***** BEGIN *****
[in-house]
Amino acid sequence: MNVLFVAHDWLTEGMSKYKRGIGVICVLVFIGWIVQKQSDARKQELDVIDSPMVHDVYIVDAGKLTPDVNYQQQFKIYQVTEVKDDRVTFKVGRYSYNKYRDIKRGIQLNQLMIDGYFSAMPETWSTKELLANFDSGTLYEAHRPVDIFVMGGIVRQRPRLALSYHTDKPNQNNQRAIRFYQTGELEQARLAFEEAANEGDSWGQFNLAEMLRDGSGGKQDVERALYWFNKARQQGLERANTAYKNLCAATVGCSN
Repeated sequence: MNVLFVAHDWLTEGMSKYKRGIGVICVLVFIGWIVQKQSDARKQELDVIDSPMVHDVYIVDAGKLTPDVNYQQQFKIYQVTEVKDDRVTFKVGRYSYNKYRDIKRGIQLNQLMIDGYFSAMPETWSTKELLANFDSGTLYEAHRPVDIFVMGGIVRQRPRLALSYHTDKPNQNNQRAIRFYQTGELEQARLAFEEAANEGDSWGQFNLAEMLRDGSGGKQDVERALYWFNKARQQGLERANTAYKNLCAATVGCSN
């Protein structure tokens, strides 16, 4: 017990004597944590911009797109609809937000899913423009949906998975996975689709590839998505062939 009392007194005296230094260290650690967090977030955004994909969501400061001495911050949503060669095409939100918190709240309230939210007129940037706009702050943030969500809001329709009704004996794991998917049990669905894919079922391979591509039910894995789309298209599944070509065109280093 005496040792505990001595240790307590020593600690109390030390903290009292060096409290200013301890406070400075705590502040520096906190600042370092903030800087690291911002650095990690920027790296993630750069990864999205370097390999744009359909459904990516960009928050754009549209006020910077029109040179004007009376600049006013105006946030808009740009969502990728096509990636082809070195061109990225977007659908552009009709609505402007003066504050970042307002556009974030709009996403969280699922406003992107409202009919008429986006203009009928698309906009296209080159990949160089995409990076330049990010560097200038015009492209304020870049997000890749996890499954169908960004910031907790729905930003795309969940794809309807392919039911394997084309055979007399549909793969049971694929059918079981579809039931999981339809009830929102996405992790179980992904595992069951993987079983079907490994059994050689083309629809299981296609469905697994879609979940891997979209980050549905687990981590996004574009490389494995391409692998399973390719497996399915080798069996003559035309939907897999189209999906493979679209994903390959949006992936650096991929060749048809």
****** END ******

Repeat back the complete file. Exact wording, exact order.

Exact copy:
[in-house]
Amino acid sequence: MNVLFVAHDWLTEGMSKYKRGIGVICVLVFIGWIVQKQSDARKQELDVIDSPMVHDVYIVDAGKLTPDVNYQQQFKIYQVTEVKDDRVTFKVGRYSYNKYRDIKRGIQLNQLMIDGYFSAMPETWSTKELLANFDSGTLYEAHRPVDIFVMGGIVRQRPRLALSYHTDKPNQNNQRAIRFYQTGELEQARLAFEEAANEGDSWGQFNLAEMLRDGSGGKQDVERALYWFNKARQQGLERANTAYKNLCAATVGCSN
Repeated sequence: MNVLFVAHDWLTEGMSKYKRGIGVICVLVFIGWIVQKQSDARKQELDVIDSPMVHDVYIVDAGKLTPDVNYQQQFKIYQVTEVKDDRVTFKVGRYSYNKYRDIKRGIQLNQLMIDGYFSAMPETWSTKELLANFDSGTLYEAHRPVDIFVMGGIVRQRPRLALSYHTDKPNQNNQRAIRFYQTGELEQARLAFEEAANEGDSWGQFNLAEMLRDGSGGKQDVERALYWFNKARQQGLERANTAYKNLCAATVGCSN
């Protein structure tokens, strides 16, 4: 017990004597944590911009797109609809937000899913423009949906998975996975689709590839998505062939 009392007194005296230094260290650690967090977030955004994909969501400061001495911050949503060669095409939100918190709240309230939210007129940037706009702050943030969500809001329709009704004996794991998917049990669905894919079922391979591509039910894995789309298209599944070509065109280093 005496040792505990001595240790307590020593600690109390030390903290009292060096409290200013301890406070400075705590502040520096906190600042370092903030800087690291911002650095990690920027790296993630750069990864999205370097390999744009359909459904990516960009928050754009549209006020910077029109040179004007009376600049006013105006946030808009740009969502990728096509990636082809070195061109990225977007659908552009009709609505402007003066504050970042307002556009974030709009996403969280699922406003992107409202009919008429986006203009009928698309906009296209080159990949160089995409990076330049990010560097200038015009492209304020870049997000890749996890499954169908960004910031907790729905930003795309969940794809309807392919039911394997084309055979007399549909793969049971694929059918079981579809039931999981339809009830929102996405992790179980992904595992069951993987079983079907490994059994050689083309629809299981296609469905697994879609979940891997979209980050549905687990981590996004574009490389494995391409692998399973390719497996399915080798069996003559035309939907897999189209999906493979679209994903390959949006992936650096991929060749048809």